Emotional intelligence is the ability to recognise your own feelings and choose how you respond to them. This can allow you to take better control of the way you think and behave  and improve your communication skills by helping you to read other people’s emotions better .
Couples with strong emotional intelligence are more likely to be satisfied with their relationships . The more aware you and your partner are of your own emotions, the easier it becomes to see things from each other’s points of view. This can help you feel closer, support each other better, and understand each other more .
Developing your emotional intelligence will help you communicate and resolve arguments more effectively. When you have a good understanding of how emotions work, you’ll find it easier to step back from a difficult conversation, examine the options, and look for ways to work towards a resolution .
The following tips can help you work on your emotional intelligence, allowing you to take charge of your emotions and improve your communication skills.
Developing your emotional intelligence starts with self-examination. Notice how you feel, particularly in times of stress or high emotion. Do you get angry easily, or sulk when you don’t get your way? What about other emotions – what does it feel like when you’re happy, confused, or bored?
Check in with yourself from time to time and notice the way you experience different feelings. Without judgement, describe to yourself what you’re thinking and feeling. Notice the physical sensations as well as the thoughts in your head. Is your heart rate up or down? Is your mind racing or still? Are your muscles tense or relaxed?
Once you’re comfortable with the process of recognising your emotions, start to delve a little deeper and think about why you feel the way you feel. Is it because of what’s happening now, or are there other factors influencing you – perhaps something from the past, or an external factor like a work deadline or a lack of sleep?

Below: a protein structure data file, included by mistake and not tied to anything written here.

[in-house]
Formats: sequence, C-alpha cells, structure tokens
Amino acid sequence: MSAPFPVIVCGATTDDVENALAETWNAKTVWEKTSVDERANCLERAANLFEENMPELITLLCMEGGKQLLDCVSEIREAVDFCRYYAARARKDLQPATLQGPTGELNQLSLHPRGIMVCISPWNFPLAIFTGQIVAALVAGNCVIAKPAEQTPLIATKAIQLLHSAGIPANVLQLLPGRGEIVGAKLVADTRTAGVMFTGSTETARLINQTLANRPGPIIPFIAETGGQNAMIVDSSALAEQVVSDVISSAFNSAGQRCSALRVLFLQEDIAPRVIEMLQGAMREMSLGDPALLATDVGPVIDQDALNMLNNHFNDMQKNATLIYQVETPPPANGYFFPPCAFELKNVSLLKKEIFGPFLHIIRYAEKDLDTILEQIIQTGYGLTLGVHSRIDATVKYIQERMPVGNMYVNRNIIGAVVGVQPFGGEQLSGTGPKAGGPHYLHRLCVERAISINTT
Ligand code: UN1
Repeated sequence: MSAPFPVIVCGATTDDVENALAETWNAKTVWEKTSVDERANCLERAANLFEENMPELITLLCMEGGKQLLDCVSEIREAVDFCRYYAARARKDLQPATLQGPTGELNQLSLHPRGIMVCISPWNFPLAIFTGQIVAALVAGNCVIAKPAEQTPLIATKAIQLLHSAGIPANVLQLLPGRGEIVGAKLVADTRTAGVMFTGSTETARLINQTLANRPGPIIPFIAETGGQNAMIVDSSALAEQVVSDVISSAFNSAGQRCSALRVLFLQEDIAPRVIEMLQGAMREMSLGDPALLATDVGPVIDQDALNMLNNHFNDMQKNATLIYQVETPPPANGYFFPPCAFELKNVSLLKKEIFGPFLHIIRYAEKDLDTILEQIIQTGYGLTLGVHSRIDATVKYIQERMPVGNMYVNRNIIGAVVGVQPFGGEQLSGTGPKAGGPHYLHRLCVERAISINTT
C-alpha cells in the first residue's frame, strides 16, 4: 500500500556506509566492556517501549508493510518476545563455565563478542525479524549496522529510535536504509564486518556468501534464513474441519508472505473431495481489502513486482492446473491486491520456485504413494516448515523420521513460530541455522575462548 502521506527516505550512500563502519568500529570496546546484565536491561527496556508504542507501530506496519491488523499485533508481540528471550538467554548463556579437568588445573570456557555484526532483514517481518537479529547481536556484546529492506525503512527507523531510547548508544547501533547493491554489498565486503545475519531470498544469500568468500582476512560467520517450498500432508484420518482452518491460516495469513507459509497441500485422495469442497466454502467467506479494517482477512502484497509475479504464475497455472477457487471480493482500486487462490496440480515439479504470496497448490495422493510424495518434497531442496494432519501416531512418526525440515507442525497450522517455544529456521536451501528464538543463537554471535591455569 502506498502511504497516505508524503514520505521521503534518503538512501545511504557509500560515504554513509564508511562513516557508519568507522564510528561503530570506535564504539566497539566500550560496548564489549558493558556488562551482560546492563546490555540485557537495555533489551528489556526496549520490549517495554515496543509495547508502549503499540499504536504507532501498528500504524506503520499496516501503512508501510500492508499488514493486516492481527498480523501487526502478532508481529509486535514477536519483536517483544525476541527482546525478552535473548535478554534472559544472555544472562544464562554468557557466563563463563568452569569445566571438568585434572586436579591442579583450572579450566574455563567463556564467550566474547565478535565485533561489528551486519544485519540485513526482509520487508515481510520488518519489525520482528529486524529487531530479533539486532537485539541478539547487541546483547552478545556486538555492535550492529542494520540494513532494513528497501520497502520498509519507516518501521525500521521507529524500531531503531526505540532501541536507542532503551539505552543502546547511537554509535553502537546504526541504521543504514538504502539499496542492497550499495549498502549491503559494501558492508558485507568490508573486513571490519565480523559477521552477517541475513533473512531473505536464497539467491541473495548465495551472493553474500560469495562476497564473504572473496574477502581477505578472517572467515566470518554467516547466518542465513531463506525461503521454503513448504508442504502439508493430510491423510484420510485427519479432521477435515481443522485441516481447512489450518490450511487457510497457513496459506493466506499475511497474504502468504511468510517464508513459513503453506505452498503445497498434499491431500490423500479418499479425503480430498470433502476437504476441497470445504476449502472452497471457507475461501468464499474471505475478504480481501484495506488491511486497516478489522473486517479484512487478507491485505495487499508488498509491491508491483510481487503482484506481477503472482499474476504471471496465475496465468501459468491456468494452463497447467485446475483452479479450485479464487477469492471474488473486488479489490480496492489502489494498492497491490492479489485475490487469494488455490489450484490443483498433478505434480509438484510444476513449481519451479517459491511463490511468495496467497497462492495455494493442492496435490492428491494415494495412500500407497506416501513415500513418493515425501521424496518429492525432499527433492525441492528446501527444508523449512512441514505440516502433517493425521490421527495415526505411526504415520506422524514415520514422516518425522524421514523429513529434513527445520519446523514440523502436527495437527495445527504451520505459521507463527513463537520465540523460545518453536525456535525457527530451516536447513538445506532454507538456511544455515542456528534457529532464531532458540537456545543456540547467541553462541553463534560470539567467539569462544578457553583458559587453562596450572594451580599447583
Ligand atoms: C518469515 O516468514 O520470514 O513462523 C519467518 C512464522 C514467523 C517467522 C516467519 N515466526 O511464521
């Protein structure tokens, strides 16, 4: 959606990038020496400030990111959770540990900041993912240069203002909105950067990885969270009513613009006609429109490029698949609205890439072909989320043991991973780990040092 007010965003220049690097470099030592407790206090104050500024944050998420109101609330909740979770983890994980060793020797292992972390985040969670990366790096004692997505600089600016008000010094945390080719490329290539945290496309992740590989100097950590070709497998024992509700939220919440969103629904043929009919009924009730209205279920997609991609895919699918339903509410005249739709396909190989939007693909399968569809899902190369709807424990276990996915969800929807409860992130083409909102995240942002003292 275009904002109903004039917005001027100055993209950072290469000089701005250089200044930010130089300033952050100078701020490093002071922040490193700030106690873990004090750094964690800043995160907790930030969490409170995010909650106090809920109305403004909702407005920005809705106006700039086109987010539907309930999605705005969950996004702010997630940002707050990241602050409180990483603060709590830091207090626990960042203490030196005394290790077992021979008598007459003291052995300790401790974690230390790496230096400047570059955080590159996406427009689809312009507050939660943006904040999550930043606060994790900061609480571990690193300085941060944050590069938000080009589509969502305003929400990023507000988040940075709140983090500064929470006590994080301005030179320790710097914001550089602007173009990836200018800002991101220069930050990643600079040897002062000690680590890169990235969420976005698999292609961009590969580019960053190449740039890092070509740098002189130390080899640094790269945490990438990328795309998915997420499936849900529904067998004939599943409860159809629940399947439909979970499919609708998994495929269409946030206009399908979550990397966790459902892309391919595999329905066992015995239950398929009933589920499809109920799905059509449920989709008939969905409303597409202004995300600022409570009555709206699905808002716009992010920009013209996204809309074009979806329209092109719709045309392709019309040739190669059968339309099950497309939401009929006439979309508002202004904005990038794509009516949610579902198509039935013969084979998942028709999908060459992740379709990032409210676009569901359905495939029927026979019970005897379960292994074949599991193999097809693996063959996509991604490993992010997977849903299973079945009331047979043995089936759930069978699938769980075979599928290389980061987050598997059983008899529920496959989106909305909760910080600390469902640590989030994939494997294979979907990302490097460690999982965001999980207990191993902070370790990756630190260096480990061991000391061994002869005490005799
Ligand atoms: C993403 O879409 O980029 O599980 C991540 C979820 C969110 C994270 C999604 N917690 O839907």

Check in on your emotions a few times a day, whether you feel good, bad or neutral. As you become more aware of the triggers that lead to certain emotions, you’ll find you can anticipate them, and even regulate them. This is an important step in learning to stay calm under pressure and composed during an argument.
Your thoughts and actions are intrinsically linked to your feelings. As you learn more about your feelings, expand your attention to notice how they affect your behaviour.
Remember that the ways you respond to different situations are the product of years of life experience. Try to observe your behaviour without judging it – this will make it easier for you to give yourself an honest account of what’s happening. Notice the links between your emotions, thoughts and actions, and see if you spot any familiar patterns.
Once you’re able to recognise the way you respond to your feelings, you can start to take more responsibility for your choices. Try to catch yourself before you react negatively to something, and see if you can make a different decision. This could be as simple as asking someone to clarify their meaning before you respond, or taking a break from something that’s irritating you. The more you practise this, the more you can start to choose how you respond to difficult situations and conversations.
Understanding your own emotions will start to give you an insight into others’ emotions too. Being emotionally intelligent will not make you a mind reader, but it will give you a level of insight and understanding that can make you a much better communicator.
The next time you are facing difficult feelings, try a quick check-in. Ask yourself:
You can’t stop yourself from feeling bad, but you can learn to make different choices when you do.
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 Schröder-Abé, M., & Schütz, A. (2011). Walking in each other's shoes: Perspective taking mediates effects of emotional intelligence on relationship quality. European Journal of Personality, 25(2), 155-169.
 Zeidner, M., & Kloda, I. (2013). Emotional intelligence (EI), conflict resolution patterns, and relationship satisfaction: Actor and partner effects revisited. Personality And Individual Differences, 54(2), 278-283.